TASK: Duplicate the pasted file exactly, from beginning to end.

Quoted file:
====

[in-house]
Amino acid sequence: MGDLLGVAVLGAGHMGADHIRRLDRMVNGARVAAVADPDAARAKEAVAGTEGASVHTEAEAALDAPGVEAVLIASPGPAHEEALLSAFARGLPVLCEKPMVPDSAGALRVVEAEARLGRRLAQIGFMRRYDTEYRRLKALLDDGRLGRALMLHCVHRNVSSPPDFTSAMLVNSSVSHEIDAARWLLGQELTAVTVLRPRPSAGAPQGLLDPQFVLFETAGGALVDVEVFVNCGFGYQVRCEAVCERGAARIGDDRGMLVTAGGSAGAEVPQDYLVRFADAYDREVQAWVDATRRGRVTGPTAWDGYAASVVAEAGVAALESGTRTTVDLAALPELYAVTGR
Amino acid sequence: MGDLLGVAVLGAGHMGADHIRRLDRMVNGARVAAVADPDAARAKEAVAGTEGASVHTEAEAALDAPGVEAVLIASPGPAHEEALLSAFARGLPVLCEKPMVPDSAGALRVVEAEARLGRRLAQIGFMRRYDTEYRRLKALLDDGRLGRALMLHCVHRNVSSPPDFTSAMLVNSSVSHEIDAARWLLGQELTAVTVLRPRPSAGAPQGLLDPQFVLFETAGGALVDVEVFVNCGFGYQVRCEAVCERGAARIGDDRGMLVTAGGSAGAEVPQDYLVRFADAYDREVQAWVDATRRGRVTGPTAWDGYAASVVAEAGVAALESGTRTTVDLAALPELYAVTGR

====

[in-house]
Amino acid sequence: MGDLLGVAVLGAGHMGADHIRRLDRMVNGARVAAVADPDAARAKEAVAGTEGASVHTEAEAALDAPGVEAVLIASPGPAHEEALLSAFARGLPVLCEKPMVPDSAGALRVVEAEARLGRRLAQIGFMRRYDTEYRRLKALLDDGRLGRALMLHCVHRNVSSPPDFTSAMLVNSSVSHEIDAARWLLGQELTAVTVLRPRPSAGAPQGLLDPQFVLFETAGGALVDVEVFVNCGFGYQVRCEAVCERGAARIGDDRGMLVTAGGSAGAEVPQDYLVRFADAYDREVQAWVDATRRGRVTGPTAWDGYAASVVAEAGVAALESGTRTTVDLAALPELYAVTGR
Amino acid sequence: MGDLLGVAVLGAGHMGADHIRRLDRMVNGARVAAVADPDAARAKEAVAGTEGASVHTEAEAALDAPGVEAVLIASPGPAHEEALLSAFARGLPVLCEKPMVPDSAGALRVVEAEARLGRRLAQIGFMRRYDTEYRRLKALLDDGRLGRALMLHCVHRNVSSPPDFTSAMLVNSSVSHEIDAARWLLGQELTAVTVLRPRPSAGAPQGLLDPQFVLFETAGGALVDVEVFVNCGFGYQVRCEAVCERGAARIGDDRGMLVTAGGSAGAEVPQDYLVRFADAYDREVQAWVDATRRGRVTGPTAWDGYAASVVAEAGVAALESGTRTTVDLAALPELYAVTGR